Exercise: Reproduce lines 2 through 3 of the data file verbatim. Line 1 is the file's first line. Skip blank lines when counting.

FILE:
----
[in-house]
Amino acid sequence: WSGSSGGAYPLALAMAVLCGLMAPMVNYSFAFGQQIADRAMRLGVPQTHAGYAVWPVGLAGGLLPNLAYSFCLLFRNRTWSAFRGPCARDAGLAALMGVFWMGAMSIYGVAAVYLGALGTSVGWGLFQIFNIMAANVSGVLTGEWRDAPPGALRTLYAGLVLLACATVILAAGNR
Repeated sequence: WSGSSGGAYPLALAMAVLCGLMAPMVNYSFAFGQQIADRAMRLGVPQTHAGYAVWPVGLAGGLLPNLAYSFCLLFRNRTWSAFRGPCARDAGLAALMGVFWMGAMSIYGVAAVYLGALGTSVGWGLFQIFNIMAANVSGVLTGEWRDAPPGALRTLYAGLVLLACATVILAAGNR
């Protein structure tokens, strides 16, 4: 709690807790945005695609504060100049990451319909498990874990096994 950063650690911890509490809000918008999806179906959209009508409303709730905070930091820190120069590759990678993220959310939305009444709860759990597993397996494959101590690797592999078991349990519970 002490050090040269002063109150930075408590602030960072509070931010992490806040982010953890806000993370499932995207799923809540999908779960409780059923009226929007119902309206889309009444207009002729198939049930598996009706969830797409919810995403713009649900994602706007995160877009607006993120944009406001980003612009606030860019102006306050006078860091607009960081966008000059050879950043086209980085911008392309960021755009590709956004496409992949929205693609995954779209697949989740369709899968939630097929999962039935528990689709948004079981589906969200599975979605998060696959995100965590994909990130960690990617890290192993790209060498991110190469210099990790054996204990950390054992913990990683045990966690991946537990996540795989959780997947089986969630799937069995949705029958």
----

Amino acid sequence: WSGSSGGAYPLALAMAVLCGLMAPMVNYSFAFGQQIADRAMRLGVPQTHAGYAVWPVGLAGGLLPNLAYSFCLLFRNRTWSAFRGPCARDAGLAALMGVFWMGAMSIYGVAAVYLGALGTSVGWGLFQIFNIMAANVSGVLTGEWRDAPPGALRTLYAGLVLLACATVILAAGNR
Repeated sequence: WSGSSGGAYPLALAMAVLCGLMAPMVNYSFAFGQQIADRAMRLGVPQTHAGYAVWPVGLAGGLLPNLAYSFCLLFRNRTWSAFRGPCARDAGLAALMGVFWMGAMSIYGVAAVYLGALGTSVGWGLFQIFNIMAANVSGVLTGEWRDAPPGALRTLYAGLVLLACATVILAAGNR